HP, which is looking for a new chief executive following the swift departure of Mark Hurd, has posted a 6 percent profit in the third quarter.
The computer hardware and software giant on Thursday reported quarterly income of $1.8bn (£1.16bn), or 75 cents per share, on revenue of $30.7bn, up 11 percent year-on-year. Non-GAAP earnings are listed as $2.6bn, or $1.08 per share, up 17 percent.
The company's overall gains come, in part, from a strong showing from its services and enterprise storage and server divisions, which posted a profit of $1.4bn and $549m, respectively. Revenue increases from HP software and personal systems group divisions also contributed to the rise.
"The broad-based strength of HP's Q3 performance further demonstrates the power of our strategy and the discipline of our execution," said Cathie Lesjak, HP's chief financial officer and interim chief executive officer, in a statement.
Lesjak is heading the company in the wake of Mark Hurd's unexpected and hurried departure on 6 August. His resignation followed a company investigation into sexual harassment allegations, which were ultimately deemed not to breach HP's sexual harassment policy. However, HP said in a letter sent to employees that the former chief executive's relationship with a contractor indicated a "conflict of interest" and said that he had violated the company's business conduct standards by failing to maintain accurate expense reports and misusing company assets.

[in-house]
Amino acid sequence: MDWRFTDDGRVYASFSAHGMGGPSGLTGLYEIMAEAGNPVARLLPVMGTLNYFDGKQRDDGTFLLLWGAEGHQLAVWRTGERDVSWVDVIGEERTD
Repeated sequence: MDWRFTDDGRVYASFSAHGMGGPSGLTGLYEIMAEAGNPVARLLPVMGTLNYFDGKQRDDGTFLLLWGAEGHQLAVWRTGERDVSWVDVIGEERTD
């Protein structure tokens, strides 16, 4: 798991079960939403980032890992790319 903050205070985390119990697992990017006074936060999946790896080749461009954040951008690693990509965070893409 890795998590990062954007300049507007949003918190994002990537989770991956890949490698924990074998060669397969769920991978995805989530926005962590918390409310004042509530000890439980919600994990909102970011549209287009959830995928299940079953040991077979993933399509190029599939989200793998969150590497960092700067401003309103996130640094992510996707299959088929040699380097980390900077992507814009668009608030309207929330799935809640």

Hurd masterminded a number of cost-cutting measures that included the loss of 934 UK-based HP employees, as well as securing the acquisition of digital electronics manufacturer 3Com.
In its earnings report on Thursday, the company said the purchase of 3Com was a factor in the performance of HP's networking division during the quarter, which posted a revenue increase of 198 percent year-on-year. The division's sales were further bolstered by gains of 42 percent for its ProCurve line of switches and other hardware, which were integrated into the 3Com brand.